The company I work for has been moving towards 'paperless' for a few years now. One of effort has been to scan assorted incoming documents, save in the smallest possible sized PDF (greyscale, 150-200dpi) and drop them in a network share.
Currently we're using:
-Kodak 11440 scanners connected via USB to
-WinXP or Win7 workstations (HP)
-Scan-To-PDF software with a plugins for renaming and batch separation
-Utilizing Kodak's TWAIN drivers
In terms of the document flow and system integration with our core app, this works beautifully, but we're having issues with document quality, and here's the real problem:
--We receive all sorts of documents to be scanned. Carbons, carbonless, pink, blue, yellow, handwritten stuff, odd sizes, and so on. These are not separated by color or type, and are run through the scanner in batches corresponding to a PO number. Some of these documents come out completely illegible, which is the core of the users' complaint.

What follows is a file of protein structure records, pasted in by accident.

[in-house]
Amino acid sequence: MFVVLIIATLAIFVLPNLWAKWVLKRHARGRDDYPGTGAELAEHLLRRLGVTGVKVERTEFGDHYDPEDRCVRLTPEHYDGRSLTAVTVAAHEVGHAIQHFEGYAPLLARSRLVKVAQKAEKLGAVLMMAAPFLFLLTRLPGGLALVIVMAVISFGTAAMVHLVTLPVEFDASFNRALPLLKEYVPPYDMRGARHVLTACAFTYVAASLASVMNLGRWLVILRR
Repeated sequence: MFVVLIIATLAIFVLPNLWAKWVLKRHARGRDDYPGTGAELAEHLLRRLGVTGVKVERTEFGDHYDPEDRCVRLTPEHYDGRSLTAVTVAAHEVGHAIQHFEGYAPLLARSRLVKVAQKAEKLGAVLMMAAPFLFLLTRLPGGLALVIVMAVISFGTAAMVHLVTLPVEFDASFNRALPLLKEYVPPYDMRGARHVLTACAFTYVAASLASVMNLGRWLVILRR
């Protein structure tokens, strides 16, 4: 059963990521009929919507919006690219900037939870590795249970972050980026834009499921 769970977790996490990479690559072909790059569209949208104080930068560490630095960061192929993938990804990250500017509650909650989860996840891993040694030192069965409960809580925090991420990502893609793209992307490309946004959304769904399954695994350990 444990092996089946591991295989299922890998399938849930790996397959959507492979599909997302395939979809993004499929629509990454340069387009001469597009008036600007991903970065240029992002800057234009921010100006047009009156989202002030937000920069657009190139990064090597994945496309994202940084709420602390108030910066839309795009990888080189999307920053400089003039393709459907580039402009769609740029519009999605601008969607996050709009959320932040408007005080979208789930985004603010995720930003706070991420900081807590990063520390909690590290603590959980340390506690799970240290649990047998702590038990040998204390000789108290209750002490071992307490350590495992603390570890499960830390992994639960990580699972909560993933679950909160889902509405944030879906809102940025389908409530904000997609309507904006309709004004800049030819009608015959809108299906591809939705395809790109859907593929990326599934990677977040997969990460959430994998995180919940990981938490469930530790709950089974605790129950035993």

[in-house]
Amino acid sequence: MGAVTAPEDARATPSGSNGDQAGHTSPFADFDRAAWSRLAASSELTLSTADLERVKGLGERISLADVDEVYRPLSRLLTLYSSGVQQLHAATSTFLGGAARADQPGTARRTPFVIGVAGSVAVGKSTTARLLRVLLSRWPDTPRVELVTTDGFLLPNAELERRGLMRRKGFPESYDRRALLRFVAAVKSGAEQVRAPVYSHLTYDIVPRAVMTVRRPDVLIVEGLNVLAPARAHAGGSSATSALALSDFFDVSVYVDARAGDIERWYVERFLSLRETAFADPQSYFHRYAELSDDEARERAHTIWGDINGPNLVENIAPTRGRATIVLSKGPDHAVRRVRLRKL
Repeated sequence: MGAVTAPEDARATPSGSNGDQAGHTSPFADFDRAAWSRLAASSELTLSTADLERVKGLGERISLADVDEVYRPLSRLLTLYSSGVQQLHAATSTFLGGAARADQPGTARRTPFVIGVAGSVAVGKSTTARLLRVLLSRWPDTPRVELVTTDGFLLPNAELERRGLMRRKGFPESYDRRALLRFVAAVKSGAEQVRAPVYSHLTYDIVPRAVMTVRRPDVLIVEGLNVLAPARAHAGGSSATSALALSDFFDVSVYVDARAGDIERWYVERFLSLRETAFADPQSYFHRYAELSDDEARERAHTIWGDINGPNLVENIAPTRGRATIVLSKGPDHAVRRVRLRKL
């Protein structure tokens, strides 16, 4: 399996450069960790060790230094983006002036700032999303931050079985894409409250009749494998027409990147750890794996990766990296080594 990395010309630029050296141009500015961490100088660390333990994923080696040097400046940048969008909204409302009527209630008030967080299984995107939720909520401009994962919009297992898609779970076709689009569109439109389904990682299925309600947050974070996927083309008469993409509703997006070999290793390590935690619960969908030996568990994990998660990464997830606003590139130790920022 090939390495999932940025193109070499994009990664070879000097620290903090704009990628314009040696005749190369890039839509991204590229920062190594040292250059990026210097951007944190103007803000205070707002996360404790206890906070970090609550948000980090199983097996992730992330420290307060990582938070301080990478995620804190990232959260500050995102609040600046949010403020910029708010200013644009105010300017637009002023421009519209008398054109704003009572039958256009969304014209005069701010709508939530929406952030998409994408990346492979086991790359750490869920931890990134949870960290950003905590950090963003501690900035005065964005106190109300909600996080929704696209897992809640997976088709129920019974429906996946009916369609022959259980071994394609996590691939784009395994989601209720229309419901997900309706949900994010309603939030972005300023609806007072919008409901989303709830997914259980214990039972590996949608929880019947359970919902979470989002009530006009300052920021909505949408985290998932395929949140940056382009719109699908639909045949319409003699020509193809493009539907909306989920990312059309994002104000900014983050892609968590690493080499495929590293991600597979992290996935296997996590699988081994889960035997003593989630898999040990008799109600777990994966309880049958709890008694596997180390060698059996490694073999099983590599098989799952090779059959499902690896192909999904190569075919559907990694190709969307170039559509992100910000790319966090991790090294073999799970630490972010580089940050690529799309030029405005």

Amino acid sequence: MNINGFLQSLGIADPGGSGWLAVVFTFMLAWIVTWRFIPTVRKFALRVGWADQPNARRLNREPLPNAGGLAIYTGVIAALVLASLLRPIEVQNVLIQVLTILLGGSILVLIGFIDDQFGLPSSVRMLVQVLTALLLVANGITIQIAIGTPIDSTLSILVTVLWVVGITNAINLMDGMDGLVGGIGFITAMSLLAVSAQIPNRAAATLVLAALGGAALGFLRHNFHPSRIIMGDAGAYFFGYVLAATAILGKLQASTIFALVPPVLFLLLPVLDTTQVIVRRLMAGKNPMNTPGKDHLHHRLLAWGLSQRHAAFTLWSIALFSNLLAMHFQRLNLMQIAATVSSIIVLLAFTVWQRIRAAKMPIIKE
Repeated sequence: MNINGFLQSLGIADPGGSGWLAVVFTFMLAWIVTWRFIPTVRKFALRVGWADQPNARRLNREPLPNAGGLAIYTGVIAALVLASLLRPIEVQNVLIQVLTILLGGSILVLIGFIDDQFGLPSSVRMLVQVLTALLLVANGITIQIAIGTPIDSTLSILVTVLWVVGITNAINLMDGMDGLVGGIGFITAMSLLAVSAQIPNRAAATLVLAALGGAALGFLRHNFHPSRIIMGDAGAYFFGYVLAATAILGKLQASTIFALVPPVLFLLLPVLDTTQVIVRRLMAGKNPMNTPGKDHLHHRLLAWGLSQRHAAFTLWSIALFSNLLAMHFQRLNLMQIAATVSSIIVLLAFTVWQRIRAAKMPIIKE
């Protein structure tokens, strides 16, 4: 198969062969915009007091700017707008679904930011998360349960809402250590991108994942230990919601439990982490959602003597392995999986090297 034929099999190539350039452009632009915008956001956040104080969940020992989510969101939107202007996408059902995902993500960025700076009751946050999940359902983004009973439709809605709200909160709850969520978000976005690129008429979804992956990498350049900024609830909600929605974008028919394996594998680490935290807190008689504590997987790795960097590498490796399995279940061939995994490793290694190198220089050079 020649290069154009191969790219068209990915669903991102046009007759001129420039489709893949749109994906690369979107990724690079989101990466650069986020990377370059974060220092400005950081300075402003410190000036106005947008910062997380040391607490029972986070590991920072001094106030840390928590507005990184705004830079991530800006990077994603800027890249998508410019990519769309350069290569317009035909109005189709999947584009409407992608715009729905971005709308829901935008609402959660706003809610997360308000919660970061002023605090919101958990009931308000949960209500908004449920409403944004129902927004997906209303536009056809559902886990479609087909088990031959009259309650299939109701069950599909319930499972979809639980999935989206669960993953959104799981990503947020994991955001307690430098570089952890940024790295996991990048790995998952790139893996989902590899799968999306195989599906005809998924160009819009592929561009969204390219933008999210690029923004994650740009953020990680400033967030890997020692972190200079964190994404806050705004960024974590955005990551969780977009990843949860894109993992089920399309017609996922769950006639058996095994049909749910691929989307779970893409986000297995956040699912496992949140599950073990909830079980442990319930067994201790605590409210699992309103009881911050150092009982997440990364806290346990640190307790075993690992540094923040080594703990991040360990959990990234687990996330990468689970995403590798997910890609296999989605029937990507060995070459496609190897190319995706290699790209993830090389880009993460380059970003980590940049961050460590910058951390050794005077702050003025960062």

-All stages of management from my IT manager (software dev background) on up to the top want me to come up with a method of correcting for these document's variances in quality without disrupting the established workflow. There's no interest in training these users to adjust imaging settings or do separated batches by color or document type. No separation pages, nothing. It has to be one button simple.
I have been tasked with finding a method/product that will allow a user to scan dozens of documents of every imaginable type in a single batch, under a single preset setting and have them ALL come out legible. There is no support from management for training these users on even basic adjustments like contrast/brightness, etc. It needs to be literally "idiot proof" because that's the people they hire.
I don't really believe this is possible, but I have to give it a go.
If anybody can give me a suggestion on some sort of smart 3rd party software that can analyze and correct scanned documents in-line I would be so very thankful. In lieu of that magic bullet, I could really use a hand in an approach to explain WHY this is an unrealistic goal, and what is the PROPER way to accomplish this.
I wish I knew more about such things, but my imaging background is amateur at best, I'm a sysadmin, not a designer. Anybody on here really knowledgeable about document imaging workflow? Thanks in advance.